Tiny Love Stories: ‘How Do You Think I Got Thighs Like These?’

We were lying on the shaggy carpet of my 500-square-foot apartment, playing Bananagrams, deciding what love feels like. I said, “It’s the workout where you squat and catch the medicine ball at the same time. It’s falling and lifting at once.” Paul said, “How heavy is the ball?” I thought about it — about his depression and compulsiveness, my type-A personality and body-image issues. Just because we are in love doesn’t mean things have been easy. I replied, “I mean, how do you think I got thighs like these?” — E.J. Schwartz

Under the guise of being a dutiful — not heartbroken — son, I called my mother on the second anniversary of my father’s death. “Michael, I’m not going to be one of those widows complaining about how tough life is,” she said. “I got out of bed, went to the gym and had lunch with friends. Your dad would have been disappointed if I didn’t. None of this ‘poor me.’” Turns out I needed that call more than she. My regret for being unable to visit my father a final time faded. My mother is right: Life is for living. — Michael Pointer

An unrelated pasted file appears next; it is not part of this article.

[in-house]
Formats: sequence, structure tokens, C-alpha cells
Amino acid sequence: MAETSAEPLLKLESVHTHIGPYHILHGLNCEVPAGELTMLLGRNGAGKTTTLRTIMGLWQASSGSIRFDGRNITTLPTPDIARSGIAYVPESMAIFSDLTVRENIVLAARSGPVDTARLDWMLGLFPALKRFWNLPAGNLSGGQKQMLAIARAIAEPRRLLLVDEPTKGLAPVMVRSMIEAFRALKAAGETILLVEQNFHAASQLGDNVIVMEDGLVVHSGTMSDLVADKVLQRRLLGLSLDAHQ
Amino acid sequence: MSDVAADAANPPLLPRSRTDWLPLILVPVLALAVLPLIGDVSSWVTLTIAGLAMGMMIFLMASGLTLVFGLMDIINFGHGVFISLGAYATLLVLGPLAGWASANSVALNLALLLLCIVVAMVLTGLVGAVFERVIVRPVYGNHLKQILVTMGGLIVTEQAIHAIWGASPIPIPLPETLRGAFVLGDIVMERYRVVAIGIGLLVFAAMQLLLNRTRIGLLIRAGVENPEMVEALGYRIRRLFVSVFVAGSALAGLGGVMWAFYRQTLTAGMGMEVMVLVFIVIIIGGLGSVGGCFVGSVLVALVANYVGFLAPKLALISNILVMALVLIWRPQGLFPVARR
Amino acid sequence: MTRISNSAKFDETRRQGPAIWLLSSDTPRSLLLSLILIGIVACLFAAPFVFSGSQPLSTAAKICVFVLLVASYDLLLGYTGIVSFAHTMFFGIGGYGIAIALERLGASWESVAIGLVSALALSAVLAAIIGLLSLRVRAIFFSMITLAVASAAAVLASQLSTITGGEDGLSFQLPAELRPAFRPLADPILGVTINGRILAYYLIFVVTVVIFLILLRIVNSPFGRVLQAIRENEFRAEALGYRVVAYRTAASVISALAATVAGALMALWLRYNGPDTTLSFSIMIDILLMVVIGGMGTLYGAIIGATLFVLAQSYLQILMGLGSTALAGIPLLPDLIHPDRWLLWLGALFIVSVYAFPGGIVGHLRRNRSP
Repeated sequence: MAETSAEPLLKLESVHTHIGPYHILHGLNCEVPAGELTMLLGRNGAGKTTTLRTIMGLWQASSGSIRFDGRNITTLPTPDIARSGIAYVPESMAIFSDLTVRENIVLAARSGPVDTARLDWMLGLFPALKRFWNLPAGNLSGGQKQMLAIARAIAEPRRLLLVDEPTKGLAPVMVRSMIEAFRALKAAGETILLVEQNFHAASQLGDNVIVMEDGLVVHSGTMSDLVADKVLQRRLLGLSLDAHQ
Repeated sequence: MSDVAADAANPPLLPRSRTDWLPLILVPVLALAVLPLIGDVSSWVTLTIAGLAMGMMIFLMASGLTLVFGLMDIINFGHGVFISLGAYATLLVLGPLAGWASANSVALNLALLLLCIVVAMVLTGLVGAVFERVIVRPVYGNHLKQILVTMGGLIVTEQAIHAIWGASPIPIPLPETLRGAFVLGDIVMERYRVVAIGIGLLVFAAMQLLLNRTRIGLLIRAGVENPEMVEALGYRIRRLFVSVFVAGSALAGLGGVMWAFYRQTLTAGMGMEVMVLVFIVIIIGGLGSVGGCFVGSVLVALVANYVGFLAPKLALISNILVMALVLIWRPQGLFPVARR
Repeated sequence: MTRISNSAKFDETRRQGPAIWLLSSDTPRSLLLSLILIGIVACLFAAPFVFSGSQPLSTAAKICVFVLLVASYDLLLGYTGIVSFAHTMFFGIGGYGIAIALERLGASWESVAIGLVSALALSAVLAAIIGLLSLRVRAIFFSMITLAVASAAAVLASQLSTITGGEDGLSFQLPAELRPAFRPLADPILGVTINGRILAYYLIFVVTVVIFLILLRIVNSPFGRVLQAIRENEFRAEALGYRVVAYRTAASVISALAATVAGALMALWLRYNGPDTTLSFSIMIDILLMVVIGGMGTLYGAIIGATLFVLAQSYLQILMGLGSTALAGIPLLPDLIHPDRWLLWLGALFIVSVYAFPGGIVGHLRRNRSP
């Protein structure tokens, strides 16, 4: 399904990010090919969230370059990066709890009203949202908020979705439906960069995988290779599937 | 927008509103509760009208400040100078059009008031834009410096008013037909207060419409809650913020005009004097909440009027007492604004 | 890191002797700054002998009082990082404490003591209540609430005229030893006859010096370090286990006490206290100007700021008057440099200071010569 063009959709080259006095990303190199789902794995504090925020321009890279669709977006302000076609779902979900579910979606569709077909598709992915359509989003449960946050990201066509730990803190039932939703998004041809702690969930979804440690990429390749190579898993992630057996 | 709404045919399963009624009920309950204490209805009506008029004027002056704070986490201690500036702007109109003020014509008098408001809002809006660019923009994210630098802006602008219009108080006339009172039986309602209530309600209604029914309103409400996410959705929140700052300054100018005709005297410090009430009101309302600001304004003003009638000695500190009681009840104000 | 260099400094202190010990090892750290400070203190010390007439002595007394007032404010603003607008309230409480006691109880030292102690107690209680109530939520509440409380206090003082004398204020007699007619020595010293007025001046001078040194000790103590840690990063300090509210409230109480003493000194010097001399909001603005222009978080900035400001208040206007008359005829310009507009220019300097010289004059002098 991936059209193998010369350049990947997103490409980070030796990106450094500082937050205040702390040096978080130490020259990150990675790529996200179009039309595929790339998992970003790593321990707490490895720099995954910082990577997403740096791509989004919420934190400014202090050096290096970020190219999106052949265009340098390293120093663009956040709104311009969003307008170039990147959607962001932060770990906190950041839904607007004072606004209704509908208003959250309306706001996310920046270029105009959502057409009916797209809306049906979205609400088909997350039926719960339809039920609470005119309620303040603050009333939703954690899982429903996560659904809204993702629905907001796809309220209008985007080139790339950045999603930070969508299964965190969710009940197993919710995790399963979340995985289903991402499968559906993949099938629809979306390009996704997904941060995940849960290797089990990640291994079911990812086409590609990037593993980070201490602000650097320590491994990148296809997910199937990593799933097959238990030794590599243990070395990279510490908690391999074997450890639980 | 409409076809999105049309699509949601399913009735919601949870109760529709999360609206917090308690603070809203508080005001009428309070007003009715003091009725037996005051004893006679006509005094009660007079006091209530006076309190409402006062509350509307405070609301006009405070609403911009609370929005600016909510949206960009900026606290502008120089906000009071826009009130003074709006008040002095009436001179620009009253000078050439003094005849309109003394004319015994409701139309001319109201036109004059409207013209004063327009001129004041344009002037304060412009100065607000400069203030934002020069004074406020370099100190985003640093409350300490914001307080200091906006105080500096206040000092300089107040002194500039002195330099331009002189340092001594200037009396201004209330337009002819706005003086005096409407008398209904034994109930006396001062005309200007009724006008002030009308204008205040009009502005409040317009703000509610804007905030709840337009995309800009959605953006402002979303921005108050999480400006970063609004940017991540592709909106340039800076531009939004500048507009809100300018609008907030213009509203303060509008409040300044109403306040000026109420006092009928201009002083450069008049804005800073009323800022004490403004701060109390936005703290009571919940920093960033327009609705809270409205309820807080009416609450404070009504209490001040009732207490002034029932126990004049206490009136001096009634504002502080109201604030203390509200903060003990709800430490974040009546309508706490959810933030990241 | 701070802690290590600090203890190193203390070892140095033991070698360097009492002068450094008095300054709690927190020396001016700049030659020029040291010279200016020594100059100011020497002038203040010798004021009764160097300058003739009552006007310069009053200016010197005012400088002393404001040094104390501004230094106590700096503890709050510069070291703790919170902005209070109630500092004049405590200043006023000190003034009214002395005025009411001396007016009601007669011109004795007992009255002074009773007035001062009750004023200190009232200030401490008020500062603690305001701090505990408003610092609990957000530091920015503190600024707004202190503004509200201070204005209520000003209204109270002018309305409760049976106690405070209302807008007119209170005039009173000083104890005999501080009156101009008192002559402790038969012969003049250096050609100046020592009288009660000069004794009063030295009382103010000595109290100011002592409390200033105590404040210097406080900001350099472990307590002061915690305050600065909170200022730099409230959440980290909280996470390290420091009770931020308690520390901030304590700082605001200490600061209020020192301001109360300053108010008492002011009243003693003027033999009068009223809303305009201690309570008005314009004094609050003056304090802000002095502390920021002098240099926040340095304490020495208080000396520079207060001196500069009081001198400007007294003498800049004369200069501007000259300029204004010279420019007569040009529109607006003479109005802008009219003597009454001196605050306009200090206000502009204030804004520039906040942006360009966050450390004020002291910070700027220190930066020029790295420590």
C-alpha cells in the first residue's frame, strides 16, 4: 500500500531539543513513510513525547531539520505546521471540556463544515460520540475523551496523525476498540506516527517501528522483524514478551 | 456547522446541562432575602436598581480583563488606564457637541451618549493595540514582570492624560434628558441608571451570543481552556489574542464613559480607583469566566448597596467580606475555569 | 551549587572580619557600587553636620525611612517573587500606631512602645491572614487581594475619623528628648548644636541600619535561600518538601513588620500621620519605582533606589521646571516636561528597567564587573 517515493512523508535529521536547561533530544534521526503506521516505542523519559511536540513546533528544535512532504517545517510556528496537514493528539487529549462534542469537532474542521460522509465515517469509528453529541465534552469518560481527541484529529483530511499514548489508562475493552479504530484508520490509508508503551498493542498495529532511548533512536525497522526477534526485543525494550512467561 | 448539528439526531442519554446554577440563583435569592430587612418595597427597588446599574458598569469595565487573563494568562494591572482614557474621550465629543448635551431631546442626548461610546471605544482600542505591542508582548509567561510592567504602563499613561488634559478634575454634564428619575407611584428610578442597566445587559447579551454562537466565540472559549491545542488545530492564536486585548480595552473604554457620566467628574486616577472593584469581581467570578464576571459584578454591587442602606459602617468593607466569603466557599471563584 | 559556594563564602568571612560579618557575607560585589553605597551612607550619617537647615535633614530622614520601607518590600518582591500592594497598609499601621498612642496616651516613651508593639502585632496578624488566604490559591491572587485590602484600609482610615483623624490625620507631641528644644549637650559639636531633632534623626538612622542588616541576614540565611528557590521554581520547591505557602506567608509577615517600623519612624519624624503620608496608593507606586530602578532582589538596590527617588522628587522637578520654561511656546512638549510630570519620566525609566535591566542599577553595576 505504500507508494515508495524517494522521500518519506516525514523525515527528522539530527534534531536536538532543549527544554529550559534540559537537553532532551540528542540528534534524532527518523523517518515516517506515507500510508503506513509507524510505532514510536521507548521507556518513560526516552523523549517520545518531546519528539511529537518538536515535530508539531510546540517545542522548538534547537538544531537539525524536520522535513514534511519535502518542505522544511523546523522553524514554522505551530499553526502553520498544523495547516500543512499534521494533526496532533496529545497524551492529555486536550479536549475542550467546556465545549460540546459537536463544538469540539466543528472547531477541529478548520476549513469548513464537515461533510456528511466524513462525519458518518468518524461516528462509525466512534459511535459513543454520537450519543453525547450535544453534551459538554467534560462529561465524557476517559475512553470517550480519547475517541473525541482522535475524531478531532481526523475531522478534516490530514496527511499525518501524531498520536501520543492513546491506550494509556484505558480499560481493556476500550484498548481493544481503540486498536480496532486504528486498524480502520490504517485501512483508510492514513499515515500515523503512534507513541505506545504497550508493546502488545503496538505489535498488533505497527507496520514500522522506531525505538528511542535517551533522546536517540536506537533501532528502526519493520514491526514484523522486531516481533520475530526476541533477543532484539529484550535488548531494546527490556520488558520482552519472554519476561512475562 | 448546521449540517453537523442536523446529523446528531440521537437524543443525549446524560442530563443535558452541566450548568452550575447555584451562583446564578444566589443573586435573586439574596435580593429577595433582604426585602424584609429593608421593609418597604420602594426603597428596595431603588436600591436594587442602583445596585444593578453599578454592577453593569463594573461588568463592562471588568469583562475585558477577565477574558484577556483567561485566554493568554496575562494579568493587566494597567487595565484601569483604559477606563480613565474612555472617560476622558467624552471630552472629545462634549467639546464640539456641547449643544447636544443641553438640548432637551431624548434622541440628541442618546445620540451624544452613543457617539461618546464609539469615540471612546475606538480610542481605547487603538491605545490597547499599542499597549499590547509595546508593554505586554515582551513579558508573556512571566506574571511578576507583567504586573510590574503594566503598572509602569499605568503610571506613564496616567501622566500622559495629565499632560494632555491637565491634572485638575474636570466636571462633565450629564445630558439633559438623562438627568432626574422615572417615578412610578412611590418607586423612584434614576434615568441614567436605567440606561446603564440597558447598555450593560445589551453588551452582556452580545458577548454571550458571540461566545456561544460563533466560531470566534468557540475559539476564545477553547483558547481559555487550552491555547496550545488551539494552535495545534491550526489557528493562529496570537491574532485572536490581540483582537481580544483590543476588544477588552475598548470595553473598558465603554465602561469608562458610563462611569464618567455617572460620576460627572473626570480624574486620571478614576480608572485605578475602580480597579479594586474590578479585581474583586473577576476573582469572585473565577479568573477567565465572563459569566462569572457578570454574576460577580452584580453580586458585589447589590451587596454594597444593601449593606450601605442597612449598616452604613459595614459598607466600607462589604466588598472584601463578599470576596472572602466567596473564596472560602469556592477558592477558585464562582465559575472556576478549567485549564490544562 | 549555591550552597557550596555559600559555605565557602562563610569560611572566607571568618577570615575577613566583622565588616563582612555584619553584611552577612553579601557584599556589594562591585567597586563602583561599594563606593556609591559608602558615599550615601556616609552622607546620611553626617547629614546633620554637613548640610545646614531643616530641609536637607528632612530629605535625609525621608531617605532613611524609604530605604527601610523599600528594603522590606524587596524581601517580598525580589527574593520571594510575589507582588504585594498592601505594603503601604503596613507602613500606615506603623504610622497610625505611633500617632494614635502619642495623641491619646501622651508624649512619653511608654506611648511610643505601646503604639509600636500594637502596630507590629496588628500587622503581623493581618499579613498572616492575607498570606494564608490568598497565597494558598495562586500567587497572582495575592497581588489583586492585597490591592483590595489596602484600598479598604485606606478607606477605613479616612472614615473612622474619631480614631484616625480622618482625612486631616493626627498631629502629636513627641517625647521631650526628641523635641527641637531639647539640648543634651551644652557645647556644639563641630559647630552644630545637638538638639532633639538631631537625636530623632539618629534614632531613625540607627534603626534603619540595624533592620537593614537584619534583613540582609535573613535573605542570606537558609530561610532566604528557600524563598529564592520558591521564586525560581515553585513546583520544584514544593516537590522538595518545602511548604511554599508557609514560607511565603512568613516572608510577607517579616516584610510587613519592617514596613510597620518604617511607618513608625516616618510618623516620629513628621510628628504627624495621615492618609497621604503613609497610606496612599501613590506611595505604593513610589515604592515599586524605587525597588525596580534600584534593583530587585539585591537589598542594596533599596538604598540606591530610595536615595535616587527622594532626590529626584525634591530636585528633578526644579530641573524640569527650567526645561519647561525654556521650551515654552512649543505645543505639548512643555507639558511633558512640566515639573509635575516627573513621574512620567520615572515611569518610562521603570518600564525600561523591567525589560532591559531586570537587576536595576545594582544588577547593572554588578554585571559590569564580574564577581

I was smitten with the magician. Unexpectedly alone at his show, I volunteered to be his audience participant. Onstage, he asked me to write an everyday object on a piece of paper. I wrote “electric toothbrush” and sealed the envelope. “Does it vibrate?” he said, smiling, flirting, apparently reading my mind. We went on a few dates, then he sent me an email to break it off. Gmail suggested some responses: “I understand,” “I agree with you” and “No worries.” I wish he had dumped me via magic instead. He could have just disappeared. — Jenny Gorelick

I was supposed to help my parents move in the morning, but Ailene chose that night, at 1 a.m., for her ultimatum: We would either leave my car as a couple or never see each other again. I loved Ailene. She loved me. Yet, my being trans had, to that point, complicated my relationships. (My mother, incredulous and inquisitive, had once asked, “Does this mean you’re a lesbian?”) I would receive my first hormone injection the following week. Who could love someone like me? I knew who. It was 4 a.m. when we left my car as a couple. — Amber Meyer


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